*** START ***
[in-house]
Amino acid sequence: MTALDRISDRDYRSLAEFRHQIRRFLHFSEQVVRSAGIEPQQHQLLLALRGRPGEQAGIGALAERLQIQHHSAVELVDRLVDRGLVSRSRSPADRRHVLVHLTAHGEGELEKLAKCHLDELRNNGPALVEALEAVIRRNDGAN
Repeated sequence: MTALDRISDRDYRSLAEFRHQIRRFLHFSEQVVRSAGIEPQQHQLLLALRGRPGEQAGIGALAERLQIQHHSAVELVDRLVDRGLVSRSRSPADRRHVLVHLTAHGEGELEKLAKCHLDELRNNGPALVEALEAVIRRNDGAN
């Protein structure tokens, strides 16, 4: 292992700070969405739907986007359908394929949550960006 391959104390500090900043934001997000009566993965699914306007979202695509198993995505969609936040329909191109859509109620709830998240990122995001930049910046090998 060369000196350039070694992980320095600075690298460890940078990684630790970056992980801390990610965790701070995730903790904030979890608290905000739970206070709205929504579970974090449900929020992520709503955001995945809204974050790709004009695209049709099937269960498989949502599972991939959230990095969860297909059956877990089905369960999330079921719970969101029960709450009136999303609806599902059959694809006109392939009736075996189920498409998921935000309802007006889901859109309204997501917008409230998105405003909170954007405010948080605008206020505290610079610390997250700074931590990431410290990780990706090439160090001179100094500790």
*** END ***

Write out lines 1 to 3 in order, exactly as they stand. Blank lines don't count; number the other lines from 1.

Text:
[in-house]
Amino acid sequence: MTALDRISDRDYRSLAEFRHQIRRFLHFSEQVVRSAGIEPQQHQLLLALRGRPGEQAGIGALAERLQIQHHSAVELVDRLVDRGLVSRSRSPADRRHVLVHLTAHGEGELEKLAKCHLDELRNNGPALVEALEAVIRRNDGAN
Repeated sequence: MTALDRISDRDYRSLAEFRHQIRRFLHFSEQVVRSAGIEPQQHQLLLALRGRPGEQAGIGALAERLQIQHHSAVELVDRLVDRGLVSRSRSPADRRHVLVHLTAHGEGELEKLAKCHLDELRNNGPALVEALEAVIRRNDGAN